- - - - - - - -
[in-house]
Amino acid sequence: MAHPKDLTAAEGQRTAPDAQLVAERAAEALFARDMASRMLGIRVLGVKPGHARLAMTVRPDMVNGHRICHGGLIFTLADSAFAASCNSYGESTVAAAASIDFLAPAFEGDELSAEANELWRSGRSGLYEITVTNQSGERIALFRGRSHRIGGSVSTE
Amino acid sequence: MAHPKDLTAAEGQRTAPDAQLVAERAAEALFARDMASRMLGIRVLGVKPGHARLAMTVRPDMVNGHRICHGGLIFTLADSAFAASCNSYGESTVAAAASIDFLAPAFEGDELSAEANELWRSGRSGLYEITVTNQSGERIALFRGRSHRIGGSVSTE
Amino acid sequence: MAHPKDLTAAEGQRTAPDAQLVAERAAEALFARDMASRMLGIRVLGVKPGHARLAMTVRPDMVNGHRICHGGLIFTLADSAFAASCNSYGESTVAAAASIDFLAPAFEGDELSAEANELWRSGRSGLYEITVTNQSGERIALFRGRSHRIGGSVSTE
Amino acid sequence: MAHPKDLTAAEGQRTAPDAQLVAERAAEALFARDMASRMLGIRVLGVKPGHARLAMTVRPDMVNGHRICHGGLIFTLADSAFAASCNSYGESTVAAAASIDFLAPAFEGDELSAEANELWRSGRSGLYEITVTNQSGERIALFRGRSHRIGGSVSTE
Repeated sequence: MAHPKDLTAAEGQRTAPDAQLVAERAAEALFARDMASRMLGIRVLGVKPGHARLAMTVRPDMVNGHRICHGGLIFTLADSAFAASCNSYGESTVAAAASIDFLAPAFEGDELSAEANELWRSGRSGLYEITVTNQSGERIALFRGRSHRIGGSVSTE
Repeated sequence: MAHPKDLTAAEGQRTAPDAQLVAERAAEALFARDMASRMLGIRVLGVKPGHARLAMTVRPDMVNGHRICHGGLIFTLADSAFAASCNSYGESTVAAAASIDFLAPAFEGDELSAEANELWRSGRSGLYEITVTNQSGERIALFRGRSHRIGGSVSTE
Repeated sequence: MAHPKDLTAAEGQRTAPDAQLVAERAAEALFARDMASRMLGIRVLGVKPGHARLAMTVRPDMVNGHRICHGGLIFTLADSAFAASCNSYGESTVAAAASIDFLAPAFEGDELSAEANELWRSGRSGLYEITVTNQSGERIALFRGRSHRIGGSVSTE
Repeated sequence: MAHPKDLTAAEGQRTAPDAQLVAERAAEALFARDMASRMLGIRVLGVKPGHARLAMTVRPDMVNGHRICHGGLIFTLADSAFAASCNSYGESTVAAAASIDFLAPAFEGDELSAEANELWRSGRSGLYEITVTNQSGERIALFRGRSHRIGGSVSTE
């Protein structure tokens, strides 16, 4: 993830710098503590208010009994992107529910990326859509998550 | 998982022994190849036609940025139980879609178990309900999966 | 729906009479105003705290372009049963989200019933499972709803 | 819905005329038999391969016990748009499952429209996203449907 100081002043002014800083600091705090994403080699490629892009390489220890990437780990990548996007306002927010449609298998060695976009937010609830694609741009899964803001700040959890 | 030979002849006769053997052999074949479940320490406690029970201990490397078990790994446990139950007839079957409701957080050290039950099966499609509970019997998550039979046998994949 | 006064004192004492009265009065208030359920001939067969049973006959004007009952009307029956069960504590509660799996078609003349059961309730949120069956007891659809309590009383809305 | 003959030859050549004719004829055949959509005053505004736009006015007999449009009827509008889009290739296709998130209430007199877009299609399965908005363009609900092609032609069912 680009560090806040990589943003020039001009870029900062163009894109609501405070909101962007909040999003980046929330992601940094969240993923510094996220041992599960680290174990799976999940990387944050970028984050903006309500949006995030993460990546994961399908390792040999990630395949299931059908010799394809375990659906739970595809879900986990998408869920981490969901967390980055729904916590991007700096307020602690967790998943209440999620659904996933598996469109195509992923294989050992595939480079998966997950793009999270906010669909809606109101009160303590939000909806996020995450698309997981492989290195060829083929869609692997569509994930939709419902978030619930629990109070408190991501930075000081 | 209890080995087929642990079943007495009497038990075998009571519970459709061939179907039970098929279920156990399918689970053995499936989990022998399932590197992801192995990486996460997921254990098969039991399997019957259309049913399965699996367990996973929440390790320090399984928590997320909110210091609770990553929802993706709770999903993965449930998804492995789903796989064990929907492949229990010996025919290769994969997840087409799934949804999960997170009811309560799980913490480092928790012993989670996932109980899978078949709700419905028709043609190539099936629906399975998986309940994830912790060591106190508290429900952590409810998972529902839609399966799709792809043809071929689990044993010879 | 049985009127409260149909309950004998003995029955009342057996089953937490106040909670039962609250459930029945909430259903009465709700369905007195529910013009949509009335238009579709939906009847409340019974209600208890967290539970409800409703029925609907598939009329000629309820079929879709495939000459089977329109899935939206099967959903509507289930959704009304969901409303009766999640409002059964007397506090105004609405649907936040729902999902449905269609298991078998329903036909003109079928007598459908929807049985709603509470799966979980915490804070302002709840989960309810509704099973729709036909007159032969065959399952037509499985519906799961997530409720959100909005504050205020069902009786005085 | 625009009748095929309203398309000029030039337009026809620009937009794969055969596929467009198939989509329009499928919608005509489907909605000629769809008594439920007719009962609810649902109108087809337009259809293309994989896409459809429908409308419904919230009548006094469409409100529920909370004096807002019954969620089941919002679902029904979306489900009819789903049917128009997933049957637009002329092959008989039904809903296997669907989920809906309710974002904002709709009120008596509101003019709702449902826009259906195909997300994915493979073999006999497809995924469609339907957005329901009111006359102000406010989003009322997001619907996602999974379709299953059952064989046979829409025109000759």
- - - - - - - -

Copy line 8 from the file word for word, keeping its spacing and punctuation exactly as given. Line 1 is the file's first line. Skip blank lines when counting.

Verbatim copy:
Repeated sequence: MAHPKDLTAAEGQRTAPDAQLVAERAAEALFARDMASRMLGIRVLGVKPGHARLAMTVRPDMVNGHRICHGGLIFTLADSAFAASCNSYGESTVAAAASIDFLAPAFEGDELSAEANELWRSGRSGLYEITVTNQSGERIALFRGRSHRIGGSVSTE